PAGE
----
Sisters of Blood and Spirit Page 32

I stared at him as he tossed the cloves into one of the bags. He drew a deep breath, nostrils flaring, then let it out before looking at me again.

“Wow.” I scanned the last can of salt. “You found my place and put me in it. Well done.”

He sighed. “I didn’t mean to be a jerk, but we don’t expect you to save us, Lark. We just want your help saving ourselves. And to be your friends.”

“That’s what I don’t get,” I told him, digging out the credit card Dad had given me from my wallet. “Why would any of you want to be my friend? You never did before.”

He froze. In fact, he looked furious. “Grades four through seven.”

I frowned. “What about them?”

Ben’s jaw twitched. “Those were the years I invited you to my birthday parties and you never came.”

I stared at him. “Are you high? You never... Wait. Are you Benji Ross?”

His face flushed, and I felt heat rush to mine. Oh, crap. Benji Ross. Chubby little dude who I’d always thought was a weird kid. Quiet. Wow. He’d obviously had a growth spurt since I’d last talked to him...and improved his social skills.

My shoulders sagged. He looked so embarrassed, and I... “I’m such a shit. Ben, I’m sorry.”

He gave a stiff nod. “Forget it. Are we done here?”

I swiped my card through the machine, signed and followed him out of the grocery store.

“I can take some of the bags,” I said.

“I’ve got them,” he replied, staring straight ahead.

I tossed him the keys to the car. “I forgot something. I’ll be right back.” I turned and ran back inside.

When I came out a few minutes later, the bags were in the backseat and Ben was in the front listening to the radio. I climbed in and handed him an envelope.

“What’s this?” he asked.

“Open it.”

He did, and I held my breath as he read the Happy Boo-lated Birthday card I’d gotten him with a little cartoon ghost on it. When he laughed, I sucked in a lungful of grateful air.

“You really are a shit,” he said. His smile faded a little. “Thanks.”

I smiled back, heart thudding hard against my ribs. “Are we good?”

He nodded. “Yeah. We’re good.”

Those words made me happier than I would have thought. I guess I wanted friends more than I realized. Or maybe I just couldn’t stand knowing I’d hurt Ben’s feelings years ago. It wasn’t a good feeling.

On the way to Nan’s, we drove through where I used to live—Mace’s neighborhood. Funny, I never really knew him until he saved my life. He’d always been fairly popular, and I had always been fairly...not. His house was one of the nicer ones on the street—an old Victorian that had been restored. A gorgeous house, and the kind I tried to avoid if I could. Old houses tended to contain old ghosts.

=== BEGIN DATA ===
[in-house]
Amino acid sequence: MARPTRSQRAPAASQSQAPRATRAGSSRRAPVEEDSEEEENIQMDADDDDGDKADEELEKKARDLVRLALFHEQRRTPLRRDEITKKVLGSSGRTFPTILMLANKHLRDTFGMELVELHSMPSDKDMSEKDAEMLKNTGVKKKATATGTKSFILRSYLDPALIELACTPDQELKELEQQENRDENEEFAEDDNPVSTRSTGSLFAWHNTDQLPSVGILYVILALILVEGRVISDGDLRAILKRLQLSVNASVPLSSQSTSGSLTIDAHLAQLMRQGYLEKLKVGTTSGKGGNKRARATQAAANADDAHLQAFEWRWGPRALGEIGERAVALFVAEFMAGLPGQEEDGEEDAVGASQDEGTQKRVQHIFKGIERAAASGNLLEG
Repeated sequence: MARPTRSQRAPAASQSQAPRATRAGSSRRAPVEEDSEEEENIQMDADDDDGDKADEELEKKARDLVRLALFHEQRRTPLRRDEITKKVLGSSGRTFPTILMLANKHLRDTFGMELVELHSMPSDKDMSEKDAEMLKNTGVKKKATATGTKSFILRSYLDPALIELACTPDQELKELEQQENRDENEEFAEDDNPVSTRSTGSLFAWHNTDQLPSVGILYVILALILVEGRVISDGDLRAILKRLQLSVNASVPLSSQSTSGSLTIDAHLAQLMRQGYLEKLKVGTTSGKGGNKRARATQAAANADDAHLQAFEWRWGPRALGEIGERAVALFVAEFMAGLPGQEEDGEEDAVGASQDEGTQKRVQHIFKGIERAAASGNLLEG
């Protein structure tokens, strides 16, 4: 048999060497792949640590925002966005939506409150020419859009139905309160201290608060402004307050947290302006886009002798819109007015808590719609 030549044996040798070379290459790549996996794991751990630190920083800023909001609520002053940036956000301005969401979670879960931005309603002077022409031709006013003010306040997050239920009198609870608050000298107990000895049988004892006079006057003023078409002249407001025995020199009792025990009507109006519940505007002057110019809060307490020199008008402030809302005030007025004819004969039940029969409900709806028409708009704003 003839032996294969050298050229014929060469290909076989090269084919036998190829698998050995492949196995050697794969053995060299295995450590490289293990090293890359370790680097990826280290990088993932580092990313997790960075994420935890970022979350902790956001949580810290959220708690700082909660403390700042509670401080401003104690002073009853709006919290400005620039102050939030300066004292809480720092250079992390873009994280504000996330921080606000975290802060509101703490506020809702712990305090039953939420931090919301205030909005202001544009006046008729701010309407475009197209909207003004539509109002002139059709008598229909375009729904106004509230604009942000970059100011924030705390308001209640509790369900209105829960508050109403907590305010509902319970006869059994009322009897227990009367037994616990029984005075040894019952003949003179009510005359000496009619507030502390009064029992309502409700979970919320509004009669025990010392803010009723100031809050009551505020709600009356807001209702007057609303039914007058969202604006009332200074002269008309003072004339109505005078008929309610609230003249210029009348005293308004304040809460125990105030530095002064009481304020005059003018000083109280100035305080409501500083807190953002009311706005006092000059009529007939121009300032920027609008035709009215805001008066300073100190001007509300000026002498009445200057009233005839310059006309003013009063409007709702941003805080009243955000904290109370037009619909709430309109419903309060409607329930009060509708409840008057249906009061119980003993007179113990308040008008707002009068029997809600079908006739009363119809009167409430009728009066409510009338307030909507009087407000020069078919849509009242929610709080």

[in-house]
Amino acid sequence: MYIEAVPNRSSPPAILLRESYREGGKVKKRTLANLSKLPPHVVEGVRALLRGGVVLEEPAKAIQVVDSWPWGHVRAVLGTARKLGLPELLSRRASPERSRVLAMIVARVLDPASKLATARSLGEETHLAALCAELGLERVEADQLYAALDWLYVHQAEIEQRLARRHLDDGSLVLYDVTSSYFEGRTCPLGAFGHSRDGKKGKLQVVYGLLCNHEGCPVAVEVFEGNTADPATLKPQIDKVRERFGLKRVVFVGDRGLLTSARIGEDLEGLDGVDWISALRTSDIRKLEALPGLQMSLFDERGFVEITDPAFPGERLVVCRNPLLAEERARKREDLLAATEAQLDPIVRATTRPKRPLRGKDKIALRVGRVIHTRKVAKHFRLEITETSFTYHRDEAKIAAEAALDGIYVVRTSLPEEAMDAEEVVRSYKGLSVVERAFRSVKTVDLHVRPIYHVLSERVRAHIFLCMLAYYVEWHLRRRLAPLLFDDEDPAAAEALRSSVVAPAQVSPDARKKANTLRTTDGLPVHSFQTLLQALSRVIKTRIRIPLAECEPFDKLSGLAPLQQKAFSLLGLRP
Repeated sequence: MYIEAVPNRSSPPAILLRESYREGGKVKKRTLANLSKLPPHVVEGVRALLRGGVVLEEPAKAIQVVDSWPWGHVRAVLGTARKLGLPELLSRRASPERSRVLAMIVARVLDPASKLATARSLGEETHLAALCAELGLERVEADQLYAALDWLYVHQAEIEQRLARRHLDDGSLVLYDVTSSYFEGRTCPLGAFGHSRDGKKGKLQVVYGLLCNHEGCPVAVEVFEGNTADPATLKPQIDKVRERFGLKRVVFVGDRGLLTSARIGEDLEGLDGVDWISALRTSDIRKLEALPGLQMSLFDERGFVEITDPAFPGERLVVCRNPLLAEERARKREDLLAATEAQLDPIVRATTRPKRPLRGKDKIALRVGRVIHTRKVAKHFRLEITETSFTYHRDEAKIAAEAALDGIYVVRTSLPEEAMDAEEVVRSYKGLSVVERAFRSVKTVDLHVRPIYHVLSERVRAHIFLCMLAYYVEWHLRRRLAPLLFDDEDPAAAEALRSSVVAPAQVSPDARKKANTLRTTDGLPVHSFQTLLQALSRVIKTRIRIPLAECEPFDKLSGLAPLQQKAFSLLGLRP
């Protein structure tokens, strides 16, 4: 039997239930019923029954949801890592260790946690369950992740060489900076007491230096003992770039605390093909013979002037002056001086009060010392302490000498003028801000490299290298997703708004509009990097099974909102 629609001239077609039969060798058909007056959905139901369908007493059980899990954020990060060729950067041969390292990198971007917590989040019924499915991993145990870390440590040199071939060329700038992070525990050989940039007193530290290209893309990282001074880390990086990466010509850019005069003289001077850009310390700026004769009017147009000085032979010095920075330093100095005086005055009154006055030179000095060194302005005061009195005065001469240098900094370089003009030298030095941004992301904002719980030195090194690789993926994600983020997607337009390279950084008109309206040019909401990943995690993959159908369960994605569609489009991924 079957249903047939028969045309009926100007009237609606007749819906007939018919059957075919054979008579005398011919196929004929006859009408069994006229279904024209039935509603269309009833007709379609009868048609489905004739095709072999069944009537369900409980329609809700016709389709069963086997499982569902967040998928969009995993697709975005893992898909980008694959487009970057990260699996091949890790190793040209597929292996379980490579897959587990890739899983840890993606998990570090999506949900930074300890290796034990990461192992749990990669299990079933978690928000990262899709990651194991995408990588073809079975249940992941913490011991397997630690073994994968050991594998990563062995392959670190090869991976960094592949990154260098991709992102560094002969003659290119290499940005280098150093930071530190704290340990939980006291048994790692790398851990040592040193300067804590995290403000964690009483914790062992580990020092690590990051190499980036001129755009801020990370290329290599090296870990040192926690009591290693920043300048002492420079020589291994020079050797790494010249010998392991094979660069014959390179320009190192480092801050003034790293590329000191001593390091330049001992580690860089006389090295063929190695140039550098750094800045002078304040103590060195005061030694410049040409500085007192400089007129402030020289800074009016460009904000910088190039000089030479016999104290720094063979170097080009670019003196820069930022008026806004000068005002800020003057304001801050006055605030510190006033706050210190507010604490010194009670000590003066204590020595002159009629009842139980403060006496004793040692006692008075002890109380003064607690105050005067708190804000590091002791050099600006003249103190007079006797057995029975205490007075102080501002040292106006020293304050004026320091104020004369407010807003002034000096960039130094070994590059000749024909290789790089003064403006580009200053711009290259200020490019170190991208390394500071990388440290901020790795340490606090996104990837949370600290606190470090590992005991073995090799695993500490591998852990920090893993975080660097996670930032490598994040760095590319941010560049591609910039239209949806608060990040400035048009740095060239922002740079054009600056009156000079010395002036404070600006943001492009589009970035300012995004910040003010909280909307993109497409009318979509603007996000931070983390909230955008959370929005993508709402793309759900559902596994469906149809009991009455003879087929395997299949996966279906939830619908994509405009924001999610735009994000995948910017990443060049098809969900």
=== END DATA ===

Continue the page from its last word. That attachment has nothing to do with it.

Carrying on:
After a big lawn and low stone wall was the house I’d called home until Bell Hill. It was big, but not a mansion, with a veranda practically covered in plants. The new owners had made it really pretty. My mother had kept it a bit more...bland.

“Did people really talk about me bleeding through the carpet?” I asked as we passed.

“I didn’t,” Ben replied.

No, I bet he hadn’t. Him and Mace. “Thanks.”

“Why did you come back here?” he asked after a moment’s silence. “I would think this would be the last place you’d want to be.”

“I didn’t have much choice. My mother didn’t want me anymore.” I couldn’t believe I’d told him that.

“Let me guess, because you can see Wren and she can’t?”

“Yeah.” The fact that he’d nailed it freaked me out a little. “So, my Nan took me in, and the school took me back, provided I behave and don’t act like a crazy person.”

“Doesn’t helping us go against that?”

I flashed a halfhearted grin. “See, you were right about me being a rebel.”

“I think you’re more than that.”

“I have no idea what I am.”

I saw him glance at me. “You’re not afraid.”

“I’m afraid of a lot of things.” Wow, it was True Confessions day for me. “Being afraid pisses me off.”

“You must be afraid a lot.”

I laughed. He grinned.

Ben was quiet until we pulled into Nan’s drive. “I thought about eating a bullet once. My uncle found me with the gun and made me learn Tae Kwon Do instead. Beat me senseless, but it worked. Twisted, huh?”

I turned the keys and the engine cut out, leaving us in silence. I turned to him. “After I cut my wrists I thought about calling for help, but I couldn’t get to the phone.” Really, why was I telling him this? To make him feel better, or me?

“At that point you were committed.”

I smiled. “No, they committed me after I got out of the hospital.” Cue laugh track.

He glanced down at his sneakers. “No one else knows about the gun.”

“And no one else ever will,” I promised, and then opened the door.

Nan was there when we entered the kitchen. She said hi to Ben, asked if we needed or wanted anything and then made herself scarce. I loved her for trusting me enough not to hover.

“I’m going to grab the book,” I told Ben. “I’ll just be a second.”

When I walked into my room, the book Wren had brought back with her was on the floor, where she would have dropped it as soon as she returned to this dimension. She had a very difficult time holding on to things in this world unless she used me to help her.

Prev Next
Romance | Vampires | Fantasy | Billionaire | Werewolves | Zombies